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Late Life Job Hunting

Sally Abrahms
By Sally AbrahmsMarch 11, 2016

What happens if you suddenly find yourself without a job late in your career? As the expected retirement age in the U.S. increases each year, many people are finding themselves in this position. Learn more about late life job hunting and ways to make your age an asset.

In Good Company: Late Life Job Hunting

Four years ago, Pat Douglass suddenly found herself out of a job as a human resources manager, but still working as a “human manager.” She was a long-distance caregiver for her ailing mother, who lived 3,000 miles away in New Jersey.


Douglass moved her mom to Southern California to live with her. Finding a full-time job proved daunting. So, Douglass started her own part-time consulting business out of the house, with the knowledge that she would not always be a caregiver and would want to return to full-time work someday.

Getting a job is tough; but getting a job as an older worker can be harder. So, while caregiving, Douglass, 55, honed her skills. She worked toward a Ph.D. online and networked through industry organizations, community events, LinkedIn and other social media.

Her mother passed away at age 91 in 2014. Today, Douglass is back in business at a full-time human resources job.

Whether you have been downsized, leave voluntarily, or reenter the work field after a break — snagging a job when you’re older can be extra tricky. But, there are ways to find late-in-life success.

Before You Launch Your Job Search

Here’s what you need to know to make yourself marketable later in life:

1. Make age an asset.

Discuss your skills and experience so they directly relate to the position you seek. Explain how your past accomplishments and skill set make you “The One.”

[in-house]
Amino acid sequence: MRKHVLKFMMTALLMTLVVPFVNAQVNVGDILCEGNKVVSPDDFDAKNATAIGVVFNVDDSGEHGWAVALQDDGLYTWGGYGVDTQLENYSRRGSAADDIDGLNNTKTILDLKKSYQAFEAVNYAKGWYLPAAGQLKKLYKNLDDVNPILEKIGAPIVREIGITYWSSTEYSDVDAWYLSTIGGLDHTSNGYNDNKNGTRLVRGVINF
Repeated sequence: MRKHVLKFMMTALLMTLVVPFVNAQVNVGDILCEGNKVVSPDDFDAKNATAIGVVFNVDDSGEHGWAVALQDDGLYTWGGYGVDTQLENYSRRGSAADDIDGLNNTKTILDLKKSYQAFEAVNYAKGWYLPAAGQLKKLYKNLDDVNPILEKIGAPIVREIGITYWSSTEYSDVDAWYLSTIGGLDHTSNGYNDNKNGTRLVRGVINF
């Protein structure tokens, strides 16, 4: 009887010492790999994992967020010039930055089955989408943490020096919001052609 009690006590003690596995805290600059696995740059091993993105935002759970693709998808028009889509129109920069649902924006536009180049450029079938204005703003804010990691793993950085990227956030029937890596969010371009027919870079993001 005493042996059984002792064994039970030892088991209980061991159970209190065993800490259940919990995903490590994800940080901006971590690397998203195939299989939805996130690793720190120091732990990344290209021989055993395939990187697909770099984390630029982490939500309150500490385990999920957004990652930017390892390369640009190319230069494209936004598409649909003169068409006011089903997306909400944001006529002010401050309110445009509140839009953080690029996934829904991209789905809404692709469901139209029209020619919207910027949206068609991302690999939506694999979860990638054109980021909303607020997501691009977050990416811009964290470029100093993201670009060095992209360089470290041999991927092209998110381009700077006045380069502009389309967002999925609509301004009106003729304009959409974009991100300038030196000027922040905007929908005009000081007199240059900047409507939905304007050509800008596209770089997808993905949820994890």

“Even if you lack some of the needed technical know-how,” says Nancy Collamer, a career coach and author of Second-Act Careers, “skills like leadership, critical thinking and the ability to work under pressure, as well as personal traits like a strong work ethic, reliability and integrity could make you a very attractive candidate.”

2. Shatter “older worker” stereotypes.

Some employers may think that you’re not up to date on technology, that you will have a tough time reporting to a Generation X (or Millennial) boss and working with younger colleagues, or that you don’t have the physical stamina to do the job. To take these stereotypes off the table, enroll in a computer class online or teach yourself through YouTube videos and other free instructional web material, bone up at adult ed, a community college or senior center, or sign up for lessons at your local Apple Store. Show you’re a team player and get in good shape.

3. Dazzle with your LinkedIn profile and online presence.

A professional-looking headshot for LinkedIn is essential. Did you know that recruiters are 11 times more likely to click on a profile with a photo than without? Get involved in industry groups, participate in LinkedIn discussions, follow companies and reach out to others in your field or one you would like to be in.

4. Be careful online.

Job recruiters will check your Facebook, LinkedIn, Google+, Twitter and other accounts, and so will those you connect with you online. How do you want to be perceived? A strong digital footprint gives you an edge.

5. Don’t date yourself via email.

Kerry Hannon, a career expert and author of the recently released: “What’s Next: Finding Your Passion and Your Dream Job In Your Forties, Fifties and Beyond,” advises having a personalized email (i.e. jane@janedoe.com) or Gmail account. Save AOL, Hotmail and Yahoo, Hannon says, for friends and family or you will come across as dinosaur-esque.

6. Be nice!

Stay on friendly terms with subordinates as well as superiors and colleagues from previous jobs. You never know when the roles will be reversed. While you’re at it, don’t burn your bridges. Coworkers will inevitably pop up elsewhere.

7. Be open-minded.

The next job lead or introduction may come from somewhere unexpected. This year alone, for instance, I found two assignments through my children’s whippersnapper friends and a returning client through my nephew!

8. Get your toes wet.

If you aren’t sure what you want to do, consider an internship or a part-time job to see if it’s for you. A good unpaid internship may not be your ideal but can make your resume meaty and lead to a permanent position and other success in life.

 What other tips do you have about job hunting and finding a new position later in life? Share your tips with us in the comments below.

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Sally Abrahms
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Sally Abrahms
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